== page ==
The Odyssey

It doesn’t look promising: The abstract set pieces made of welded metal, the fact that BYU’s Margetts Theatre is often home to “experimental” (read: “weird”) plays.

The fact that you’re about to watch Homer’s “Odyssey,” for crying out loud.

Then the jazzy music starts, the narrator comes out smartly dressed in a pantsuit and sunglasses, and Zeus strides onstage bellowing into her — yes, her — cellphone. This is not your father’s “Odyssey.”

Director Eric Samuelsen, who made the obscure Danish comedy “Erasmus Montanus” accessible on this very stage last summer, has succeeded again, this time with a story that is more famous, but still unfamiliar to many.

“The Odyssey” follows the journeys of Odysseus (Cristian Bell) as he heads home to Ithaca after fighting the wars described in “The Iliad” (to which “The Odyssey” is a sequel). Along the way he is shipwrecked (losing his clothes in the process — at any other college, Bell would be buck naked; here he gets to keep a tiny pair of Spandex shorts), almost devoured by a Cyclops, and lured into bed by many a lustful goddess.

Meanwhile, his wife Penelope (Rachel Rawlins) sits and frets in Ithaca, warding off aggressive suitors who somehow have the run of her house and are fond of pestering the servant ladies. The first act ends with Odysseus’ return to Ithaca; the second act shows him getting revenge on the boorish suitors via killing them.

Bell is the only cast member to play just one role, and his Odysseus is sympathetic and likable. He is upstaged, however, by the talented crew of nine actresses who play the 30-odd other roles, including the male ones. Little attempt is made to have the women look like men; Zeus and others are still called “he” and “him,” even though the people playing them are quite clearly women.

The ensemble’s standout performer is Jannah Ferguson. Her characters all zing with energy, and her facial expressions — easily seen in the small Margetts Theatre — give each god and goddess she plays real personality.

Also noteworthy are Dianna Lynne Errico (who plays Zeus with flair), Jennifer Conway (her male characters satirize that gender perfectly), and Rachel Rawlins (whose role as sweet Penelope is almost surpassed by her turn as the disgusting Cyclops).

Though a few modern elements are used, this is not a modern telling of the story. Traditional robes and masks are often worn, and the language of Robert Fagles’ translation is not especially modern (but neither is it archaic). No attempt has been made to have the unfathomable traditions of the ancient Greeks seem realistic to us.

It would have been easy to make this a parody of Homer’s “Odyssey”; trust me, mocking is easy. And it wouldn’t have been too hard to make it a faithful, erudite show that only the most high-falutin’ audience members would have enjoyed. This production is somewhere in between: It respects Homer’s work without bowing down and worshipping it, as some literature professors would have you do. Liberties are taken: There are several random accents tossed in (Poseidon is Jamaican, for example), Helen looks like a Geisha girl, “ambrosia” is represented by Hershey’s Kisses, and the women who find the naked Odysseus on the beach are giggly caricatures of the teen-agers you’d see in a “Titanic” audience.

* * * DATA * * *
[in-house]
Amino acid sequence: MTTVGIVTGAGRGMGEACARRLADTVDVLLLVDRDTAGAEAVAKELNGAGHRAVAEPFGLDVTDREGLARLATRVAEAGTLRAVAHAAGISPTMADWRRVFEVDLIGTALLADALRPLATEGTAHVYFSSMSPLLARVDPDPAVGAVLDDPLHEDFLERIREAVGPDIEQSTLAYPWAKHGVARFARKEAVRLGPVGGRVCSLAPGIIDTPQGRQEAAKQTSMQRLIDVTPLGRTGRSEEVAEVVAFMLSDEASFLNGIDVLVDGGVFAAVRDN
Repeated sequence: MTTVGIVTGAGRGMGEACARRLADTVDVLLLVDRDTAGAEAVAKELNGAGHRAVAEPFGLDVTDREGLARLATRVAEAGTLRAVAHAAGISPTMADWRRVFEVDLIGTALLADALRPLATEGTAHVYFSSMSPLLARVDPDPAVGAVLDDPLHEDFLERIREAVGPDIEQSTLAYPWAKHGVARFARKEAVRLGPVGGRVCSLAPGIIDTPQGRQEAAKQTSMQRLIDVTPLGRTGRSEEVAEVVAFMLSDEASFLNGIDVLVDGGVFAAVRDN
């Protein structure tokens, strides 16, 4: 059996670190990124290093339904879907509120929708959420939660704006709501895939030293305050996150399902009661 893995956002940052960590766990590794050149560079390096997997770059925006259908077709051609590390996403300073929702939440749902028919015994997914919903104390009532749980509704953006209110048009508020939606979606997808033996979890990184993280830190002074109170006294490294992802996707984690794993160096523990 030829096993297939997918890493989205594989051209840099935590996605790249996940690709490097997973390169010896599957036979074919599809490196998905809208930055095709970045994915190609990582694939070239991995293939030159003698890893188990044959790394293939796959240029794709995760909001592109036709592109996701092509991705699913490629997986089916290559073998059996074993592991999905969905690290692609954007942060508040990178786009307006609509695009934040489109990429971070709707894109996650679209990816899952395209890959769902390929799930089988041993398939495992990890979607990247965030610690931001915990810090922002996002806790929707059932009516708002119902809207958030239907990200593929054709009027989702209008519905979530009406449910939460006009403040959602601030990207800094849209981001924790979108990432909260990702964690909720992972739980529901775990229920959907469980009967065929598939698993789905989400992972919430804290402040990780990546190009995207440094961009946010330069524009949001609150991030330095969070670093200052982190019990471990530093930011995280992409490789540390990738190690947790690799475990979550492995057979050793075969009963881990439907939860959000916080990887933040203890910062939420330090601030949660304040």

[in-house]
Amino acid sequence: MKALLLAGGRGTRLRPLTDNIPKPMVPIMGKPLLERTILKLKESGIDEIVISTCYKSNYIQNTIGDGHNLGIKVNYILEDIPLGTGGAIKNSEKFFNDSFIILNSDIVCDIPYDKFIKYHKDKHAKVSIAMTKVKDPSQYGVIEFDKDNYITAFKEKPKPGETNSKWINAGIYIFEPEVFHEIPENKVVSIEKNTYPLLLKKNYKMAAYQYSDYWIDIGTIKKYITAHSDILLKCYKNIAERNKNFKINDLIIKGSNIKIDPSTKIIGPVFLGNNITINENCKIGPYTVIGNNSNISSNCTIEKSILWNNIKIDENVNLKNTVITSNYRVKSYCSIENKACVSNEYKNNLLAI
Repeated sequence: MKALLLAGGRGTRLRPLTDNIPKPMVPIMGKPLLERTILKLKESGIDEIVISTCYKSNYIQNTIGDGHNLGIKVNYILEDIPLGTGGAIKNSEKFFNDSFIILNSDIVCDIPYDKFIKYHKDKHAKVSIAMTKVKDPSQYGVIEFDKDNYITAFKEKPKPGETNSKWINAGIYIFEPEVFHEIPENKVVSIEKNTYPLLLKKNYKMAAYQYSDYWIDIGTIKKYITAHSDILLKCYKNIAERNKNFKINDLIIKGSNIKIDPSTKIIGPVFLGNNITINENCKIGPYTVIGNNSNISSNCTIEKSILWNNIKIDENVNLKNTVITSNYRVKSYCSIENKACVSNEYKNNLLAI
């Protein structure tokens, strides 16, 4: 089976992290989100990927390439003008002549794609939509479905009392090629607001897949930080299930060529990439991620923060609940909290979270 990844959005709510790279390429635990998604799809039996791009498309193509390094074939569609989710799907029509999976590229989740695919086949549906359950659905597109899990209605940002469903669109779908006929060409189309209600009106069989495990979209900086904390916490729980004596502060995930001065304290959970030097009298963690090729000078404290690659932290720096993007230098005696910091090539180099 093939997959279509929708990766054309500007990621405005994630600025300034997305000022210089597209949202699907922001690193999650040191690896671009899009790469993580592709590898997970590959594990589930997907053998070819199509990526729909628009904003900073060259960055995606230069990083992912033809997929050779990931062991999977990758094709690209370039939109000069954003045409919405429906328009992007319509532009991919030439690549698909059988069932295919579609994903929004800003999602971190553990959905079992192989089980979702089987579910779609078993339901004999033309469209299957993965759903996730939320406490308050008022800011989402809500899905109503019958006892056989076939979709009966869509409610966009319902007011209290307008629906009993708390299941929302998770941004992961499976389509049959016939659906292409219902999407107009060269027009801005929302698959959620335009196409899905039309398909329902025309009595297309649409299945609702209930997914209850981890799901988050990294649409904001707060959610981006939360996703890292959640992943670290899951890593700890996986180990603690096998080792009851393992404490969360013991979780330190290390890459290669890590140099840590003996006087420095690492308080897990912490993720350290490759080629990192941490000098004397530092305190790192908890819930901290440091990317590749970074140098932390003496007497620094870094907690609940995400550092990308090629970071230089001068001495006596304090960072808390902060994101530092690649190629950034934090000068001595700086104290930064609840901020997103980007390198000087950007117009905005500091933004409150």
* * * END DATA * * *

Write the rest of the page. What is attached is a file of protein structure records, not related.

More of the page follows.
And yet, none of these variations indicate an attempt to dumb down the story. They do make it more accessible to ’90s audiences, but you still have to pay close attention to keep all the characters straight. It’s not exactly Homer’s “Odyssey,” but it’s not quite Homer Simpson’s, either.

Furthermore, the changes don’t detract from the story’s theme. At its heart, this is a story about a man who just wants to survive the world and get home again. For all its ancientness and foreignness, the story delivers this idea loud and clear.

“The Odyssey” is quirky and odd, artistic and aloof — and yet somehow down-to-earth, too. It doesn’t pander to the audience, nor does it condescend. It occasionally falls into the “weird just for the sake of being weird” rut, but not often. Overall, the play tells a story with humor, creativity and conviction.

This had the potential to be a really awkward review. You see, "A Midsummer Night's Dream" opened at BYU a week after "The Odyssey," and the two casts had to share a makeup room for the 10 days that the runs overlapped. The awkwardness? I was in "Midsummer" (a small part: Egeus, Hermia's father). If I had given "The Odyssey" a negative review, it could have made for some uncomfortable moments in the makeup room, with the other cast members glaring at me and perhaps putting harsh chemicals in my foundation.

Fortunately, I didn't realize when I saw "The Odyssey" that we'd be sharing the makeup room, so that fact didn't influence my review. And also fortunately, the show was wonderful.

I find it interesting that the Greek goddesses were so interested in having sex with Odysseus. And since it was "Fate" that made it happen, it was OK for Odysseus to go along with it. Can you imagine the scene when he got home? Odysseus stumbles through the door, reeking of Calliope. "Aw, come on, Penelope, I couldn't help it. It was Fate!"

This review is rather lengthy, and the Daily Herald cut some when they printed it. The thing is, no one had ever told me how long I should make these things, and I had so much to say about "The Odyssey." But this one finally did it: My editor finally gave me a length limit. Oh, well, it was fun while it lasted.

Another note: Cristian Bell, who played the often-naked Odysseus here, later joined the Garrens Comedy Troupe under my direction. We kidded him endlessly about having been so naked in "The Odyssey," and made sure he never reprised the role in a Garrens show.